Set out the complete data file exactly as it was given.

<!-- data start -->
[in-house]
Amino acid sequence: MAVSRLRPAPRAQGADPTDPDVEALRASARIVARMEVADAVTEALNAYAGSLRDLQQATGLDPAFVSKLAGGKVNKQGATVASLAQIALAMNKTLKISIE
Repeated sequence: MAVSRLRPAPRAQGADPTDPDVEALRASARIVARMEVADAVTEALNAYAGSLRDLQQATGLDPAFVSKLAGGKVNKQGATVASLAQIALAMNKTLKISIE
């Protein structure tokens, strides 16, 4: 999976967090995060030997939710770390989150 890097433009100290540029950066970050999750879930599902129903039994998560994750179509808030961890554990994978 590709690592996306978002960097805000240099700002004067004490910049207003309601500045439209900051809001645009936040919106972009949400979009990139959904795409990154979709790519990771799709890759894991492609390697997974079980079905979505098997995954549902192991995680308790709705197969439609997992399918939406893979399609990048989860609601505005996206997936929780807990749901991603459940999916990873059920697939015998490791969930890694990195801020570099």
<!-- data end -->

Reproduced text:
[in-house]
Amino acid sequence: MAVSRLRPAPRAQGADPTDPDVEALRASARIVARMEVADAVTEALNAYAGSLRDLQQATGLDPAFVSKLAGGKVNKQGATVASLAQIALAMNKTLKISIE
Repeated sequence: MAVSRLRPAPRAQGADPTDPDVEALRASARIVARMEVADAVTEALNAYAGSLRDLQQATGLDPAFVSKLAGGKVNKQGATVASLAQIALAMNKTLKISIE
């Protein structure tokens, strides 16, 4: 999976967090995060030997939710770390989150 890097433009100290540029950066970050999750879930599902129903039994998560994750179509808030961890554990994978 590709690592996306978002960097805000240099700002004067004490910049207003309601500045439209900051809001645009936040919106972009949400979009990139959904795409990154979709790519990771799709890759894991492609390697997974079980079905979505098997995954549902192991995680308790709705197969439609997992399918939406893979399609990048989860609601505005996206997936929780807990749901991603459940999916990873059920697939015998490791969930890694990195801020570099």